Today we made acquaintance with Frederick Rilling's fellows (well, one of them, at least) at the J. P. Pescatore Foundation old folks' home. The Pescatore "residence pour personnes agée" is quite easy to get to—it's right at the culmination of Avenue Pescatore—and has extremely lovely grounds. You get to see some of its attractions when Gustav visits Frederick there in "My Fair Vampire," but what you can't see is that it overlooks a huge expanse of the old city and trees, and that it's right near the famous Suicide Bridge … er, that is, the Red Bridge. The Red Bridge is very red and very modern, and, according to my Luxembourg Guide, they had to install special transparent sides a few years back because so many people were jumping over the edge, taking advantage of the bridge's height and drama to commit suicide. [I suspect it was mostly Hotel Sofitel waiters, but I'm getting ahead of myself by mentioning that… the Sofitel doesn't come into the picture until Monday.]
The old folks' home is a beautiful place, and Dean took lots of photos of the building, the grounds, and the views. The Pescatores must have some very talented landscapers; I nearly fainted with ecstasy while inhaling the roses that climb all over the ironworks fence. A Japanese tourist was also there, and asked Dean (in English) to take his photograph in front of the building. It must be awfully odd for the Japanese tourists to speak to the Luxembourgians, both parties trying to communicate in what is to them a second language! Anyway, the best part of the visit was that we got to see an actual old folk! He was sitting on a bench in the shade, wearing a blue striped suit and a fedora, no doubt quite entertained by us. We waved to him as we drove away, and he waved back.
After we left Frederick Rillings' stomping grounds, we came back to the hotel to find my sunglasses, which I thought I'd forgotten (actually, they were in the car the whole time). It's horribly sunny again today, and I have a huge sunburn from yesterday! Since I almost never go outside ordinarily, all this walking around in the sunlight makes me wish for some of that "high-powered sun screen" that Dr Benedict supposedly invented for Lucard. I must say, getting a sunburn on a vampire pilgrimage is rather ironic.
Once my sunglasses were safely slipping down my nose, we drove to good old Knuedler once again, and parked in our favourite underground garage. There was a light blue car like Gustav's parked nearby, and I scribbled down the model. It's a 2CV6 Club Citroen. Once above ground, we had a fun time walking around City Centre, visiting various sites. The bandstand was still all set up in La Place d'armes square, and the band was there again, along with some truly odd tourist-y marvels, such as a guy with a unicycle (he never seemed to actually ride it, though), cartoonish portrait sketchers, and a weird antique (?) fleamarket that filled the area where the outdoor cafes were laid out last night. We browsed among the fleamarket's wares, but the only interesting items were some Luxembourgian beer glasses like the kind restaurants use, with the brewery logos on them. Unfortunately, there weren't any Mousel glasses, but, now curious about what exactly the "five beers of Luxembourg" are, we did make note of the brands that were represented: Clausen, Simon and Diekirch.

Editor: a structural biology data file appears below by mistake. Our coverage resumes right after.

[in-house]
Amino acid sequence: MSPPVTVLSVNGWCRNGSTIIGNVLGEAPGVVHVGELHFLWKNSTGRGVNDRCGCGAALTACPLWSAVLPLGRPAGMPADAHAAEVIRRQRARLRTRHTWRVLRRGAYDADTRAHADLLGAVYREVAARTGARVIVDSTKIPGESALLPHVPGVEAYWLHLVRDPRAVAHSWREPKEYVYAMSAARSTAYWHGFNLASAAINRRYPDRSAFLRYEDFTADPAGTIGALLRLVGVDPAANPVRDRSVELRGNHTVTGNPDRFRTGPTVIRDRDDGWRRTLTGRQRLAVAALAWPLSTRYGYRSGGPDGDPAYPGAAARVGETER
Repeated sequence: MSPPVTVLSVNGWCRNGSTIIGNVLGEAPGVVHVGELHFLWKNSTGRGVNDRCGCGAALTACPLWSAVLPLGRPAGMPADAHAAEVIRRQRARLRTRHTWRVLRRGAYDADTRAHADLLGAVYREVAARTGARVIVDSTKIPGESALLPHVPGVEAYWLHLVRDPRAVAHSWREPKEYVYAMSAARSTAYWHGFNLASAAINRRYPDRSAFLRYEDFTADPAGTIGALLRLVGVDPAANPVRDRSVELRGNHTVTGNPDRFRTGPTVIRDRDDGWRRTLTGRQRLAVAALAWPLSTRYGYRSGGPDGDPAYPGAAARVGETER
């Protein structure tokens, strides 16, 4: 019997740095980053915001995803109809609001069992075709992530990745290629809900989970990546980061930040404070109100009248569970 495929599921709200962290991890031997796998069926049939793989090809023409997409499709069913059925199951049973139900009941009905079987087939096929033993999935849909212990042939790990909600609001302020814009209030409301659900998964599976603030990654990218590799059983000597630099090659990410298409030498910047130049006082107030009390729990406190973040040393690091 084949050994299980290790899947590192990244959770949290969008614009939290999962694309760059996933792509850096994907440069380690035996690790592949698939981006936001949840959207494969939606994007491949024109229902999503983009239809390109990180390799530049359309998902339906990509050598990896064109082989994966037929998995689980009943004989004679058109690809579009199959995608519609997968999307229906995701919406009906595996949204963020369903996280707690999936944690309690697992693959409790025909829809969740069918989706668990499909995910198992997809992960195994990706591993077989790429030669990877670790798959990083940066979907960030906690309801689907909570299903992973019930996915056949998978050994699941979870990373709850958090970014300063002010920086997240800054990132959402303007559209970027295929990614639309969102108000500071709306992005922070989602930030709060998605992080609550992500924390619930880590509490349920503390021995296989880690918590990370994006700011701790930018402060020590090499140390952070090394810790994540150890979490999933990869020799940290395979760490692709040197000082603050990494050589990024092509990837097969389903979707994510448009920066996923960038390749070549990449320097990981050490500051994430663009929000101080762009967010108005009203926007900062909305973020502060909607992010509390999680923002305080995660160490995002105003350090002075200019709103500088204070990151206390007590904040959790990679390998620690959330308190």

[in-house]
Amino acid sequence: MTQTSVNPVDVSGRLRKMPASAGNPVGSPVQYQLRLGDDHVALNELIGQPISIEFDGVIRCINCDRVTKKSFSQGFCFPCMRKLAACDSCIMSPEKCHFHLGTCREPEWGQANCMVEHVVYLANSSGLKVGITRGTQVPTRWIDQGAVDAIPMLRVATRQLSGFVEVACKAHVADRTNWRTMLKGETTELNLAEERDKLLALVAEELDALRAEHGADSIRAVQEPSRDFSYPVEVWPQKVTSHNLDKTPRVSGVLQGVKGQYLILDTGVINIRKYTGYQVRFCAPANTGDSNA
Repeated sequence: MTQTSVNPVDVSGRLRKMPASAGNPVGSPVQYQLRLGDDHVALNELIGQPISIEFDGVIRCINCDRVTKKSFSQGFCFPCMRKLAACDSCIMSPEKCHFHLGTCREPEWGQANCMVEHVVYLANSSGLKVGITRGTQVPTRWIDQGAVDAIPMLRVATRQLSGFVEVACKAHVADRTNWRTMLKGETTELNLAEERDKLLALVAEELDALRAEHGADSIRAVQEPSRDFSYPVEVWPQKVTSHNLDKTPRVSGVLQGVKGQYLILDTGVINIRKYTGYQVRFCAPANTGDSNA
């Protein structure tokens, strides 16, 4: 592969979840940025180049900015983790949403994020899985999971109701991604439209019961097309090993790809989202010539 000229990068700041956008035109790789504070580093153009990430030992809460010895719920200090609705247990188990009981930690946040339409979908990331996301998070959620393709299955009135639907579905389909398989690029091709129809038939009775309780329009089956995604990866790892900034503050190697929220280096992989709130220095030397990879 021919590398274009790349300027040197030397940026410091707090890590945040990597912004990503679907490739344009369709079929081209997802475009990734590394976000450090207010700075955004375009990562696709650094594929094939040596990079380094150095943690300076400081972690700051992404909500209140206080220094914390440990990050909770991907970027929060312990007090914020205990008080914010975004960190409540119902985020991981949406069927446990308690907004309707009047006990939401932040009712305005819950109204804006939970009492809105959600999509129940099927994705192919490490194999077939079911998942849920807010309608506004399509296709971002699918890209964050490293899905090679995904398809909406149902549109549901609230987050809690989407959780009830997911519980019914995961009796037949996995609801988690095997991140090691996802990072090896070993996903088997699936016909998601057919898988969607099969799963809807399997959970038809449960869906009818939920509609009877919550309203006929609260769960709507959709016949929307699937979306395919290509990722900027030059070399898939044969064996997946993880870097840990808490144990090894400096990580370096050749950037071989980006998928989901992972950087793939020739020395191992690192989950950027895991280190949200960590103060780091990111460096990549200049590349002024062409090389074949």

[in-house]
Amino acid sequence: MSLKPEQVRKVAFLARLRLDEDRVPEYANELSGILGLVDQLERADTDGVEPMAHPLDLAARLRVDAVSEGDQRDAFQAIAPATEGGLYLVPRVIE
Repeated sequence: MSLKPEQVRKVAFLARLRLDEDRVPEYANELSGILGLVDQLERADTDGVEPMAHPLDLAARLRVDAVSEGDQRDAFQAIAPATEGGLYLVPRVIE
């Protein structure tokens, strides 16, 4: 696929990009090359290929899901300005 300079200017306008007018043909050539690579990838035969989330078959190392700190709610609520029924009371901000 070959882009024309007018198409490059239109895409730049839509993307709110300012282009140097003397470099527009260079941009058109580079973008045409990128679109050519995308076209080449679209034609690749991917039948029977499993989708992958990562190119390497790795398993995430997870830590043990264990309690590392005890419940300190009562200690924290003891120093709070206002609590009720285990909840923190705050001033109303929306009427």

At the tourist office, I showed my identifying expert photos of the church where Max took the Cross of the Magyars to be blessed, Magnus St. John-Smythe's vampire gun development place, and the Heisenburg Collection. She didn't recognize any of them, and thought the Heisenburg Collection was in Germany because it said "Heisenburg" on the sign. I tried to tell her that it wasn't a real sign—that the photo was taken from a TV show and that she should look at the building instead—but I don't think she really understood what I was talking about. So, I guess none of those places are in Luxembourg City. I did get two nice brochures about Vianden (site of Lucard's castle), though.
We bought Belgian waffles outside Kaempff-Kohler—this time, with cream—and tons more postcards and film, then walked to the Casino building where the Franz Liszt memorial plaque is displayed. Liszt gave his last concert there before his death. Of course, I found the whole Liszt/Geordie Johnson/Lucard/Magyar/Luxembourg tie-in quite amusing (Geordie Johnson played Liszt in the Liszt's Rhapsody film), and so I had Dean photograph the sign and my fingers. …Well, Sarah T. will get it, at least. Alas, as you can see, my fingers are as long as neither Liszt's nor Mr Johnson's. I also had Dean take a photo of the Memorial of Remembrance on the Boulevard F.-D. Roosevelt. This monument is in memory of the Luxembourg soldiers who fell in World War I. It was partially destroyed by the Nazis during WWII, but the Luxembourgers were able to rescue a few fragments, and rebuilt the memorial as a symbol of their newly won freedom. It's a very tall monument, with a obelisk on top of which the "Gëlle Fra" ("Golden Lady") stands, but I like the two green soldiers at the base of the memorial best. Am I completely mad, or do they bare a remarkable resemblance to the figures in Lucard's Great Hall painting…? [New: Check out the painting page to find out.]
The rest of the day, during which we discover Klaus' crypt, will be continued on a new page, as there are lots of images.
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